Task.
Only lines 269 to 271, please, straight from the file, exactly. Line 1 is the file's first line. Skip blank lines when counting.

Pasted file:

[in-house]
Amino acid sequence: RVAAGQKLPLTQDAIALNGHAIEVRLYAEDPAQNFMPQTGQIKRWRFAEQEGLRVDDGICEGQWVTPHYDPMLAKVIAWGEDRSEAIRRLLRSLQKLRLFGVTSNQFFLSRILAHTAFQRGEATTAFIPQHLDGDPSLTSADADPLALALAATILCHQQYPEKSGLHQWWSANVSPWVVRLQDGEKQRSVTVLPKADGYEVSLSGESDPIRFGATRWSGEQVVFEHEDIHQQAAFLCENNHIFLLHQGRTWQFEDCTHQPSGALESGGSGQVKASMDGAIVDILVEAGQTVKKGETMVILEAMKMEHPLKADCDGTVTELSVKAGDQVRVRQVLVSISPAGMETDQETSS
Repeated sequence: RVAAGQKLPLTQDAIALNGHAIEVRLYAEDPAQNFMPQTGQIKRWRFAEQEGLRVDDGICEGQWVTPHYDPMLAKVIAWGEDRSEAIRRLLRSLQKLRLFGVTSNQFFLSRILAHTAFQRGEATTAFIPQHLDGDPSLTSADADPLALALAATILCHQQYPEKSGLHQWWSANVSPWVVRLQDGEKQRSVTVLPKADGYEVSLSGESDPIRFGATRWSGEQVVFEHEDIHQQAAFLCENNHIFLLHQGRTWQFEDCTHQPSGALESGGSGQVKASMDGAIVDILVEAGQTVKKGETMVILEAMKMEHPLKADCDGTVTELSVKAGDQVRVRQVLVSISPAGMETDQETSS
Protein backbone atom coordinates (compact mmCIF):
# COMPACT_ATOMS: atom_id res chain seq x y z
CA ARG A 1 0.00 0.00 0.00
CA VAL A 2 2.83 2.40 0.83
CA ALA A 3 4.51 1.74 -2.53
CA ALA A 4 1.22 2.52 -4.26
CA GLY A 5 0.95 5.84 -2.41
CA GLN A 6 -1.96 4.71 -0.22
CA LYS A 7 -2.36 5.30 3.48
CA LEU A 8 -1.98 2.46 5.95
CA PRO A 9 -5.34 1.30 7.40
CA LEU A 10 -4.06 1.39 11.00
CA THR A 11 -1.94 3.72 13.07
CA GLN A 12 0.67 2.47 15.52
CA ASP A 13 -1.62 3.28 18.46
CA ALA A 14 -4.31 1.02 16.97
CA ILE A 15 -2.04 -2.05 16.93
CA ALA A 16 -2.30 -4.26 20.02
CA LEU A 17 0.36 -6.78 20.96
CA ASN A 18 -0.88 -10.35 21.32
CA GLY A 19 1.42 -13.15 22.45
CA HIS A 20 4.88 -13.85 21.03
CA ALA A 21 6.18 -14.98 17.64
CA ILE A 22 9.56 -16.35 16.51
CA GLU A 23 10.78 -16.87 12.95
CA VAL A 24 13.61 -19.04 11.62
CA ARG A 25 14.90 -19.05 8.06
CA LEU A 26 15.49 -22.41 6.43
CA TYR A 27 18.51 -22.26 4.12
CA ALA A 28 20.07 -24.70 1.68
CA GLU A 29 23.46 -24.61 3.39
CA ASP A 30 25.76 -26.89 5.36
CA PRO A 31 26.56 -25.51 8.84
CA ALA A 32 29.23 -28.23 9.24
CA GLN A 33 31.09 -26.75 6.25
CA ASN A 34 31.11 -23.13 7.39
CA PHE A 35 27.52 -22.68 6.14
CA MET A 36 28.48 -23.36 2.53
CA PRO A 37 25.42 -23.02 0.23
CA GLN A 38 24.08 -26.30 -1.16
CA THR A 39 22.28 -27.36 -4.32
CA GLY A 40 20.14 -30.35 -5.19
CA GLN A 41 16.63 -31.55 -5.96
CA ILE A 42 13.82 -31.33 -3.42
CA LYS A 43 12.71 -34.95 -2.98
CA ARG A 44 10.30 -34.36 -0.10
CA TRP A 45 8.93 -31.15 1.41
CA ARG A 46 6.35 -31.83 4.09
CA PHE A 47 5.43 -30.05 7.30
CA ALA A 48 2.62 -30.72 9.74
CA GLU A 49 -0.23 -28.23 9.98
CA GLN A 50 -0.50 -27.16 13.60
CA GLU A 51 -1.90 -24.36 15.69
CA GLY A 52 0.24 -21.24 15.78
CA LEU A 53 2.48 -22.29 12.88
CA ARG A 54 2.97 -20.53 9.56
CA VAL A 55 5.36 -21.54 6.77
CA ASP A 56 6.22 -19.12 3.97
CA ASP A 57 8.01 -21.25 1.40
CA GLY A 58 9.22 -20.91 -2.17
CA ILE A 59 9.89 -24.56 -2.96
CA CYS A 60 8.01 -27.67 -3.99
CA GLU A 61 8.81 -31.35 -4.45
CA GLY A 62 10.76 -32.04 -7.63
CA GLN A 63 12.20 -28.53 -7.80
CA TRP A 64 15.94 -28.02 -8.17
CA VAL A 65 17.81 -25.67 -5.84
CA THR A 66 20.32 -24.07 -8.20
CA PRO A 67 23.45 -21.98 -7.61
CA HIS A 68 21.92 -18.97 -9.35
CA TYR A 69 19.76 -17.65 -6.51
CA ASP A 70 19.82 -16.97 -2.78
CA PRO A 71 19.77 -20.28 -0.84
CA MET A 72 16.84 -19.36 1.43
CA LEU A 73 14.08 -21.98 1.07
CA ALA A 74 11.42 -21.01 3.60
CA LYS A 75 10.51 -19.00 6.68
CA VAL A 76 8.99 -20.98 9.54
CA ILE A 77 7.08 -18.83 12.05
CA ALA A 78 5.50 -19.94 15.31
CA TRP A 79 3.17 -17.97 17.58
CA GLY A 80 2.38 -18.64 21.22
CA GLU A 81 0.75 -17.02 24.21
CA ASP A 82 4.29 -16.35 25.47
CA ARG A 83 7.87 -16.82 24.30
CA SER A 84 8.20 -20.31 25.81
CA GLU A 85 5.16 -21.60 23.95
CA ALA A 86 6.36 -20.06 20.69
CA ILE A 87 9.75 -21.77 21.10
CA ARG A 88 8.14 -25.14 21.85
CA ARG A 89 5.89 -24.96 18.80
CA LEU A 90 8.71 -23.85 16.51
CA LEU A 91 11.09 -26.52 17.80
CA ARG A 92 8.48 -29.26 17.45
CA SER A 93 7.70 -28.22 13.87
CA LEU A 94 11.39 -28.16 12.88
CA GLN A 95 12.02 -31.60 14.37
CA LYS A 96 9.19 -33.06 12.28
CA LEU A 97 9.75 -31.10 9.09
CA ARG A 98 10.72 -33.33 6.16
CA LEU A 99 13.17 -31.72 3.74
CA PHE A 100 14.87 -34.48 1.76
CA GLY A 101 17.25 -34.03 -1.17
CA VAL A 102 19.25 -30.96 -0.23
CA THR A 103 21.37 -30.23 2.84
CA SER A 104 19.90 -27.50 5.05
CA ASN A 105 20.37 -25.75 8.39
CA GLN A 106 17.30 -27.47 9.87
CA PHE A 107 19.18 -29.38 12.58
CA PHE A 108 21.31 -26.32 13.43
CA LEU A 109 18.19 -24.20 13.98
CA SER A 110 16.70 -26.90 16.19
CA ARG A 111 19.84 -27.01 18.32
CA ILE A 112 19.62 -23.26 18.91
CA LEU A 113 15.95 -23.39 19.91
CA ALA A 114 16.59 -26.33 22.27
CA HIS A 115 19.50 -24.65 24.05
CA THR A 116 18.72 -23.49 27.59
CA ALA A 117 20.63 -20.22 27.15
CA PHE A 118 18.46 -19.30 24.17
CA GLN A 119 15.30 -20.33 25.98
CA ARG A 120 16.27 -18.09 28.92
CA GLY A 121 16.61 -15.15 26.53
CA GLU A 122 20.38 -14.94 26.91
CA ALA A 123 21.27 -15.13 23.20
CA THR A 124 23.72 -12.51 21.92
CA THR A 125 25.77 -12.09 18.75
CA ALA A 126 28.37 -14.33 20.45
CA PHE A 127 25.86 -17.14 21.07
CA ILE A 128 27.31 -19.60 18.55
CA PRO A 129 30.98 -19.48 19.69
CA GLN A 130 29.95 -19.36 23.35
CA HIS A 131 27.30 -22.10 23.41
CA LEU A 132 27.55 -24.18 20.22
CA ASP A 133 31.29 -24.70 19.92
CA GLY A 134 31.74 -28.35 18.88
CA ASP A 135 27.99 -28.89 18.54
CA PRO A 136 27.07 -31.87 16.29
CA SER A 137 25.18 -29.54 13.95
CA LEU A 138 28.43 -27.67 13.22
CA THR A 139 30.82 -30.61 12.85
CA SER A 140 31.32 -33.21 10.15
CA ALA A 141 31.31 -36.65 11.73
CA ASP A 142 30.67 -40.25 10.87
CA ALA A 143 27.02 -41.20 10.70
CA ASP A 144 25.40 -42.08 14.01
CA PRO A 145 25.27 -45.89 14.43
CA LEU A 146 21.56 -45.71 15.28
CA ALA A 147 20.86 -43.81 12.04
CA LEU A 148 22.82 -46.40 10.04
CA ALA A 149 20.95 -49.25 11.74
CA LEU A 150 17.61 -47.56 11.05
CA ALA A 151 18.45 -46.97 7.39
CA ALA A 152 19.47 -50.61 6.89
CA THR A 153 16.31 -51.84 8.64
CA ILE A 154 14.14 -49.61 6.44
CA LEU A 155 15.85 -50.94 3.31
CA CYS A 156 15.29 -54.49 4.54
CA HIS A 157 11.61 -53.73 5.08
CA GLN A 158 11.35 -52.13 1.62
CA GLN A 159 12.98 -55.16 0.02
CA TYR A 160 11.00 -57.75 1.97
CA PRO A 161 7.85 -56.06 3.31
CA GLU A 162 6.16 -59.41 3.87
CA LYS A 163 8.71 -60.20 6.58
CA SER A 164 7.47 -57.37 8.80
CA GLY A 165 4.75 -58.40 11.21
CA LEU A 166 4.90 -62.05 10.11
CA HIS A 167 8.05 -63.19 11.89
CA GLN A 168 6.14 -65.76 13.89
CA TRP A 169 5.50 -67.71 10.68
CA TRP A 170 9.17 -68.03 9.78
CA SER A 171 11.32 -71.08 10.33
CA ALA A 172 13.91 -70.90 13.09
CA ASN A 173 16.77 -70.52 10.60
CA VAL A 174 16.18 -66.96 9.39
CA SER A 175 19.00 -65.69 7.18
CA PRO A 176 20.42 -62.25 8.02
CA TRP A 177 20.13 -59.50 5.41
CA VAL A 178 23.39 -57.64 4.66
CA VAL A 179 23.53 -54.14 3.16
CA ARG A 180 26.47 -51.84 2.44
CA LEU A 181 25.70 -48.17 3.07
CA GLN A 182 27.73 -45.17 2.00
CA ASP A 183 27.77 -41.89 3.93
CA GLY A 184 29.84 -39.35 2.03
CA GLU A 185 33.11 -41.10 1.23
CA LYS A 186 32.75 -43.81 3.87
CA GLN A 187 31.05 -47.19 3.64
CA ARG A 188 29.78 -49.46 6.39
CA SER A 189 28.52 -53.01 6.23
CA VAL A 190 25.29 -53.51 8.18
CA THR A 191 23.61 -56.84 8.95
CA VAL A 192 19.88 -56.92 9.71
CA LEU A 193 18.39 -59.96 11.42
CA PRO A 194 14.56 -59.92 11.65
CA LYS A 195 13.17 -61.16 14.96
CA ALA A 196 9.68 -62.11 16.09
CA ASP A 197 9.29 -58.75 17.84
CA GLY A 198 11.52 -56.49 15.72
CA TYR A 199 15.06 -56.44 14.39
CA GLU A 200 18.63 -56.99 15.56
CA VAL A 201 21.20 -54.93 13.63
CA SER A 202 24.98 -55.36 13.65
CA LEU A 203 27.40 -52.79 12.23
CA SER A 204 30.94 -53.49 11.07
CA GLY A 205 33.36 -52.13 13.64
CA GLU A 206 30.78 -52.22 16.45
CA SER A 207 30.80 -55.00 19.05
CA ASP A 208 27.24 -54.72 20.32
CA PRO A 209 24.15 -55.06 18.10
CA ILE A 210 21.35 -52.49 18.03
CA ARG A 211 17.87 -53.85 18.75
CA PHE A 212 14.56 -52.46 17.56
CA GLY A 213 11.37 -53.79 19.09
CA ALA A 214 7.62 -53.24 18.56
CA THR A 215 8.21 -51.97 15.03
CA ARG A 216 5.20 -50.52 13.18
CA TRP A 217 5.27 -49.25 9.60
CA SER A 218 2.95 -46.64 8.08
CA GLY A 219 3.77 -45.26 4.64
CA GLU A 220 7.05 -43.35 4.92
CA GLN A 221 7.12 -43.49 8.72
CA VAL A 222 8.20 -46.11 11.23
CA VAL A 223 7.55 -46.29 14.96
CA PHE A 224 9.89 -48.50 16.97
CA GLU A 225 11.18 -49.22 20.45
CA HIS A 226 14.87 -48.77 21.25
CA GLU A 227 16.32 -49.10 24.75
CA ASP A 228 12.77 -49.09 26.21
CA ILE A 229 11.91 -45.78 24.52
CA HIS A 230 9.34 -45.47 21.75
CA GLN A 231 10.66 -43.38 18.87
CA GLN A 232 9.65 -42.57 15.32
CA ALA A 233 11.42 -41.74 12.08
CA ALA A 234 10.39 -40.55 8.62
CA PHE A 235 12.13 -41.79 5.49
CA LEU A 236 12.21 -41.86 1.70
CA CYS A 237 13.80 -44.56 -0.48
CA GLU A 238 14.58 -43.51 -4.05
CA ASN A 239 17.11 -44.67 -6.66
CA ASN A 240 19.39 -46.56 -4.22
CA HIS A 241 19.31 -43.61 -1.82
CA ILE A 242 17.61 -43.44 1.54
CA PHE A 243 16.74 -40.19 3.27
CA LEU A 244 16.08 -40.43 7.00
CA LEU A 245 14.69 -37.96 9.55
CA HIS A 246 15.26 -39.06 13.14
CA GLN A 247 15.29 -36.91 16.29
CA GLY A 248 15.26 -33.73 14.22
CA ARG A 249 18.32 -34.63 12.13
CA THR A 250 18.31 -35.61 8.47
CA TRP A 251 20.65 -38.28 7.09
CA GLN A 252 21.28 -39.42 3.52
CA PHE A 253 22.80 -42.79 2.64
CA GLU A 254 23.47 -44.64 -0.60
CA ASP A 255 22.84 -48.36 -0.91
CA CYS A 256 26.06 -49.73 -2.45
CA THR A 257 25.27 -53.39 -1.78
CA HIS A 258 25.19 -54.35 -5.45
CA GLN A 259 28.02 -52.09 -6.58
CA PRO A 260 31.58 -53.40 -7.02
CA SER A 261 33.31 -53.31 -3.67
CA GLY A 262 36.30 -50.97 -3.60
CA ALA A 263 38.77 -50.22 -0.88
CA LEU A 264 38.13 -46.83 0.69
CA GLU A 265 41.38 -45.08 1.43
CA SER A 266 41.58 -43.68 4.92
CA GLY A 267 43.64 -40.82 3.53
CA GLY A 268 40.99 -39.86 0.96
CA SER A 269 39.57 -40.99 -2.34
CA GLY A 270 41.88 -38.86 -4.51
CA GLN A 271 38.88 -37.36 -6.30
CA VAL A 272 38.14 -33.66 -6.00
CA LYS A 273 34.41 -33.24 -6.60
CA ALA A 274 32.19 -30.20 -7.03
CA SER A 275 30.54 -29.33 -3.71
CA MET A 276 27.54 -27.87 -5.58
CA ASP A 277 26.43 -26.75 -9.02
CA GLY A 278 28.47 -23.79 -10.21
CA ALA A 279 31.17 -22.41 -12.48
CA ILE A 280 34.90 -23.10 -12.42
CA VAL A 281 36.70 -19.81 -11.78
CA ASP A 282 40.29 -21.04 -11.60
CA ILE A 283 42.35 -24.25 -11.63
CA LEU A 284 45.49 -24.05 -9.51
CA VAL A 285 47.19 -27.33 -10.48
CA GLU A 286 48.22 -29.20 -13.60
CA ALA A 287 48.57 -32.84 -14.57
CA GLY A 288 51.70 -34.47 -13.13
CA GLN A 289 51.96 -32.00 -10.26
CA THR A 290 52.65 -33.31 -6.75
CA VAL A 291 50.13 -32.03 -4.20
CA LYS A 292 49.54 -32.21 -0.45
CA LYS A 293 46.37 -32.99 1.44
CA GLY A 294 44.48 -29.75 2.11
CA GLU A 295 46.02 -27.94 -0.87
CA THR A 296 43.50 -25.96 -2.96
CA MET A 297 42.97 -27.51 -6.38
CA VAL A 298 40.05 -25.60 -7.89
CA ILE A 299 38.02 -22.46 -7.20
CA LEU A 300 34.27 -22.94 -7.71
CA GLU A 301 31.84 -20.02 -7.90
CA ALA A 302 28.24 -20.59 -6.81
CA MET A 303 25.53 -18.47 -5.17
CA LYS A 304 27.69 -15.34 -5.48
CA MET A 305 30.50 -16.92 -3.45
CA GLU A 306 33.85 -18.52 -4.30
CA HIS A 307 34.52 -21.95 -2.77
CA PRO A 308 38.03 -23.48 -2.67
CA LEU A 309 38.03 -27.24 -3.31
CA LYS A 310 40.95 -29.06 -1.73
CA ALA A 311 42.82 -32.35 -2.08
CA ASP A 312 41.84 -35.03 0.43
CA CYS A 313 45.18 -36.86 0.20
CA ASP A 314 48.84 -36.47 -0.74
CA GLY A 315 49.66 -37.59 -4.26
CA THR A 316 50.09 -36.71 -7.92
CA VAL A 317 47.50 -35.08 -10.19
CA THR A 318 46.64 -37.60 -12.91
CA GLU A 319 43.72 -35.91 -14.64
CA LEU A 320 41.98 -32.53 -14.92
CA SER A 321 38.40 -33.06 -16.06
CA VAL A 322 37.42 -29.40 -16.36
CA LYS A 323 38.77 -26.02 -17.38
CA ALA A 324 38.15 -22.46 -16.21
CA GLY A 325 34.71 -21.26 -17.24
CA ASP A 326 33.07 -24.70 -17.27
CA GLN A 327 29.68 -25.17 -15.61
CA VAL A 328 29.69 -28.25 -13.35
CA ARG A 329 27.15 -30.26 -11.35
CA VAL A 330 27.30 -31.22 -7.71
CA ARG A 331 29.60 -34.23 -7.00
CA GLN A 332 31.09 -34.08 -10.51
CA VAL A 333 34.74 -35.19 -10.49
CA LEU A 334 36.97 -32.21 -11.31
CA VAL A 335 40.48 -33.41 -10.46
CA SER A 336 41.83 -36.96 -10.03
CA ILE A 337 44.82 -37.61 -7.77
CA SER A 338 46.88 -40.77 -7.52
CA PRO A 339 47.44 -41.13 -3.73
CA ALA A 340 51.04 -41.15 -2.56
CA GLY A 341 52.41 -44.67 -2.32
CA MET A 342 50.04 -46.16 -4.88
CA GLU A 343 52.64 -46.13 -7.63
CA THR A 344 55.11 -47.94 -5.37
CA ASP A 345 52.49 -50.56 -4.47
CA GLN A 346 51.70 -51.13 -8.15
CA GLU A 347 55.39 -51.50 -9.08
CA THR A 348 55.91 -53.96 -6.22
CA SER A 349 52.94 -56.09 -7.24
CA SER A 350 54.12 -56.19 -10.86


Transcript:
CA LEU A 264 38.13 -46.83 0.69
CA GLU A 265 41.38 -45.08 1.43
CA SER A 266 41.58 -43.68 4.92